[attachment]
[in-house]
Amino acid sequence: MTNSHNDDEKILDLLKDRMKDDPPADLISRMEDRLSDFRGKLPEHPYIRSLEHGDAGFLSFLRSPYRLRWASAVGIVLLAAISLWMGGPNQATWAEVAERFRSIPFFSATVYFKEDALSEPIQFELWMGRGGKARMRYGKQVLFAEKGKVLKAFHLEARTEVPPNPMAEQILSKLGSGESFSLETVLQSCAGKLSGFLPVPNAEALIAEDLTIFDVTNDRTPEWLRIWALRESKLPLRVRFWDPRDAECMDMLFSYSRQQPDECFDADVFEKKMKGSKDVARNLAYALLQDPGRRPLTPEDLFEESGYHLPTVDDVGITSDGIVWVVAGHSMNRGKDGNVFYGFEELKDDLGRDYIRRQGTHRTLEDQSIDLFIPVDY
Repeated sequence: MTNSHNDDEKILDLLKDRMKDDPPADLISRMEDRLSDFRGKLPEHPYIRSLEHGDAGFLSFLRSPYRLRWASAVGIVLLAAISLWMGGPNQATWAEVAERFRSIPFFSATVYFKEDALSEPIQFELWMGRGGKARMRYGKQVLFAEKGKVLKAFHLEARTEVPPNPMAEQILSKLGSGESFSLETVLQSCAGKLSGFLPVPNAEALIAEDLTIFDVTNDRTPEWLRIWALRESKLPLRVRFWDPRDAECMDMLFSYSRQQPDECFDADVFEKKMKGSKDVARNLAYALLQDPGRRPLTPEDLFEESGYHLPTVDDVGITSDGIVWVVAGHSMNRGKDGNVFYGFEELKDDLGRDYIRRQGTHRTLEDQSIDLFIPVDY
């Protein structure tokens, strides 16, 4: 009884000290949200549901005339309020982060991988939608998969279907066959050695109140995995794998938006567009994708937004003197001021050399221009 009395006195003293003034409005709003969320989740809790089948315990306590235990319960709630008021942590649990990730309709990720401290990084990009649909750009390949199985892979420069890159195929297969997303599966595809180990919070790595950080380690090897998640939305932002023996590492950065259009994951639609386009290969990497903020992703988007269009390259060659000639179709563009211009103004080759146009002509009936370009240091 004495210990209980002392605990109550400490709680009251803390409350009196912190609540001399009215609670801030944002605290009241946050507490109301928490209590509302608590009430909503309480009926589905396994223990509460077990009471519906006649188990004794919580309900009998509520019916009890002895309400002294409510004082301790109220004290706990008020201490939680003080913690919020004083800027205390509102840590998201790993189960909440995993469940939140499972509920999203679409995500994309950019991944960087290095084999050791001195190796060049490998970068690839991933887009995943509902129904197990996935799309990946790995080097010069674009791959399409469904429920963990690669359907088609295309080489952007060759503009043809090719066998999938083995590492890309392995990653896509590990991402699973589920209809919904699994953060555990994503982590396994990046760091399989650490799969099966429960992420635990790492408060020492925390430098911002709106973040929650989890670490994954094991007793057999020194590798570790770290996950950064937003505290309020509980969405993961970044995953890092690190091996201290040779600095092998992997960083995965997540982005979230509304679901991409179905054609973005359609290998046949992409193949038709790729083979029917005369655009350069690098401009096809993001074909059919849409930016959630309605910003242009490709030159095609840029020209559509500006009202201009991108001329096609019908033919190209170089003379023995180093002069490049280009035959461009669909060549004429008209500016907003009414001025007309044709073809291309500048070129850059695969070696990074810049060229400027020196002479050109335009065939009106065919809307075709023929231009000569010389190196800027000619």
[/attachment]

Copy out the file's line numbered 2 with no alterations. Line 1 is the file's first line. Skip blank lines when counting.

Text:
Amino acid sequence: MTNSHNDDEKILDLLKDRMKDDPPADLISRMEDRLSDFRGKLPEHPYIRSLEHGDAGFLSFLRSPYRLRWASAVGIVLLAAISLWMGGPNQATWAEVAERFRSIPFFSATVYFKEDALSEPIQFELWMGRGGKARMRYGKQVLFAEKGKVLKAFHLEARTEVPPNPMAEQILSKLGSGESFSLETVLQSCAGKLSGFLPVPNAEALIAEDLTIFDVTNDRTPEWLRIWALRESKLPLRVRFWDPRDAECMDMLFSYSRQQPDECFDADVFEKKMKGSKDVARNLAYALLQDPGRRPLTPEDLFEESGYHLPTVDDVGITSDGIVWVVAGHSMNRGKDGNVFYGFEELKDDLGRDYIRRQGTHRTLEDQSIDLFIPVDY